Traffic lights around the world use the yellow light to warn people that it will soon turn to red, so that people can stop before. This is perfectly understandable.

However, I found out that in some European countries the yellow light is also shown when going from red to green.

Can somebody tell me what's the purpose of this? From my judgement, it is completely unnecessary. It's not like it is warning drivers of any danger. Do drivers need a sign that tells them to "prepare to go, but don't go yet"? And why would they need it?

  • 5
    Implying that software user interfaces aren't "real world"...? ;)
    – agib
    Dec 30, 2011 at 15:38
  • 4
    It might be the force of habit. A few decades ago, when less-reliable cars were abundant, a few seconds notice was useful to let the driver rev up the engine and shift into first gear without stalling. Sudden-green creates an unwelcome sense of haste if you're driving a jalopy.
    – dbkk
    Dec 30, 2011 at 15:47
  • 7
    Whatever the reason, I wish we had this in USA. I am tired of looking at the side to look for when the crosstraffic light has turned yellow. Do I need it? No. But if you're impatient it's a nice FYI.
    – user606723
    Dec 30, 2011 at 18:51
  • 3
    I much prefer the light turning immediately green without warning and everybody laying on their horns at the same time depending on who notices first.
    – John K
    Dec 30, 2011 at 20:55
  • 7
    I think it's automatic (us) vs manual (hello europe) transmission.
    – mreq
    Dec 30, 2011 at 22:40

17 Answers 17


Do drivers need a sign that tells them to "prepare to go, but don't go yet"?

That is exactly what this signal is for. It's to stop drivers being surprised when the light turns green and gives the driver time to prepare to move off:

Red and Amber— this combination of bulbs indicates that the lights are about to change to green, and gives drivers time to release their handbrake and prepare to drive off as soon as they are allowed to do so. This phase was first introduced in 1958.


Note the part about releasing the hand brake. Most drivers seem to ignore this, but it is part of the UK driving test that you engage the brake while waiting at lights.

It's also red+amber rather than just amber so that you know which way the light it going to change next should you only see it when it's in the transition state. If you see just amber then you know it's going to turn red imminently so you should be deciding whether it's safe to stop and preparing to stop. If you see red+amber then you know that it's going to turn green so you should slow down and be on the lookout for vehicles that may still be coming through the lights that are turning red.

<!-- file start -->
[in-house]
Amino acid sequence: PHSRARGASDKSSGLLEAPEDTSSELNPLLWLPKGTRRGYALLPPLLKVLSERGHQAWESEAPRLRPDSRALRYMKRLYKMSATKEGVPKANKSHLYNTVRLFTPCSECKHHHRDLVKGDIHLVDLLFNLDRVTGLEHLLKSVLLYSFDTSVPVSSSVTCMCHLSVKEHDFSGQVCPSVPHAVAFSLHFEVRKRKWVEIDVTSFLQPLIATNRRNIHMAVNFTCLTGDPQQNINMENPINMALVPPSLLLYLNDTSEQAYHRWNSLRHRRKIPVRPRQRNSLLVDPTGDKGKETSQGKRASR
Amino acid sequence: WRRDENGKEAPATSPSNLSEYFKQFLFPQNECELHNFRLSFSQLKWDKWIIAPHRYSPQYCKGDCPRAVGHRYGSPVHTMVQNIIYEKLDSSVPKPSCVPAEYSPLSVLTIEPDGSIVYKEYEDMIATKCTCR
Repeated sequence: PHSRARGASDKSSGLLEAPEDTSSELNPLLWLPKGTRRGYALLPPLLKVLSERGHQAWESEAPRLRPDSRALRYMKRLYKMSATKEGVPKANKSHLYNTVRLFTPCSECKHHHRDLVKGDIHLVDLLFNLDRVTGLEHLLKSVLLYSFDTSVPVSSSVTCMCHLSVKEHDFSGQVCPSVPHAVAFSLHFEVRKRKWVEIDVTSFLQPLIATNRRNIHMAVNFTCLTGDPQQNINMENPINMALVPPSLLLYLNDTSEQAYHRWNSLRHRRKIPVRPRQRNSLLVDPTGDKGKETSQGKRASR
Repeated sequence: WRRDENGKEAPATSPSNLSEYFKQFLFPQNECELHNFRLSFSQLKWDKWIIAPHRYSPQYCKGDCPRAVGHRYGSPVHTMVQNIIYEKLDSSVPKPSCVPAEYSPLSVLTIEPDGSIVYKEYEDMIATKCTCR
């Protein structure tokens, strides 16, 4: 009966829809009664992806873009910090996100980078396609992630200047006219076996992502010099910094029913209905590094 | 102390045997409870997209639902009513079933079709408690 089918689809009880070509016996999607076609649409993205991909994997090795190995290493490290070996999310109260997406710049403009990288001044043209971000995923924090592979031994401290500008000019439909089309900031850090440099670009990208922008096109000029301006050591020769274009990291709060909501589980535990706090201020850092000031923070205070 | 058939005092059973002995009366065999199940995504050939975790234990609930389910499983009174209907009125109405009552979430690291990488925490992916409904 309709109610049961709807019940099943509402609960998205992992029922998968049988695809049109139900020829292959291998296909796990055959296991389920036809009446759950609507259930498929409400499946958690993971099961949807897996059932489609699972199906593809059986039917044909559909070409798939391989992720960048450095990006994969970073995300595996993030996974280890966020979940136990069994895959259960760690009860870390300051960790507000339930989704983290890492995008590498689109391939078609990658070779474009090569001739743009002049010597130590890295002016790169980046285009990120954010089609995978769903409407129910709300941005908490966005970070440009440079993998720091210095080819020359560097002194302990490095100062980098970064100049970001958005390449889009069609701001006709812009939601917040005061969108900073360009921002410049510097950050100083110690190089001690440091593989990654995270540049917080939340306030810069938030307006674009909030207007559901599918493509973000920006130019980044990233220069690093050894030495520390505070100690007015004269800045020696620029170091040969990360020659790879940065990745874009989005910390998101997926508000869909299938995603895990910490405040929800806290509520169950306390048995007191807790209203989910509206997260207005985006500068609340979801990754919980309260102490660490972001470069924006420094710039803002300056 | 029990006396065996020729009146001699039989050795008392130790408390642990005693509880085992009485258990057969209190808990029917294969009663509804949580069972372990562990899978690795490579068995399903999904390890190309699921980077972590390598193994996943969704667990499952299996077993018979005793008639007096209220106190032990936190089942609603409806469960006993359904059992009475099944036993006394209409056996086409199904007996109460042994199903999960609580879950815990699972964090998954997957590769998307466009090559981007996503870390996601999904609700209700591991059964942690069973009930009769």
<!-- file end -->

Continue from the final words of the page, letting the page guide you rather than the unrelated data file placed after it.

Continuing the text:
• 10
    Most people take the car out of gear, too. Dec 30, 2011 at 23:59
  • 7
    Interesting. I've never seen anybody use a hand brake on a light, be it in the U.S. or Europe...
    – houbysoft
    Dec 31, 2011 at 3:26
  • 5
    I've used a handbrake at lights in both Europe and the US. Dec 31, 2011 at 4:15
  • 14
    You'd find it tricky in a manual to not use the handbrake if you're on a hill facing upwards. Either that, or your clutch won't last long. Dec 31, 2011 at 10:22
  • 7
    @Espen - you have to take your foot off the brake to use the accelerator. Unless you are very quick you'll slip back if you try to swap from brake to gas. So you use the handbrake then bring the clutch up to the biting point while "stepping on gas". This holds the car instead of the handbrake.
    – ChrisF
    Feb 6, 2013 at 19:46

in some countries you are encouraged to turn off the engine on red (to reduce pollution), so the yellow before green tells you that you can turn it on again and prepare to go.

  • 2
    That would cause a lot of additional wear and tear on the vehicle's starter! Personally, I would be very annoyed if my vehicle or the one in front of me failed to start again because it had been restarted 10+ times per trip.
    – jimp
    Dec 30, 2011 at 21:03
  • 13
    @jimp I would be annoyed if my car's quality couldn't cope with the additional starts and stops. In fact, most modern (European) cars feature a Start-stop system
    – Flow
    Dec 30, 2011 at 21:31
  • 3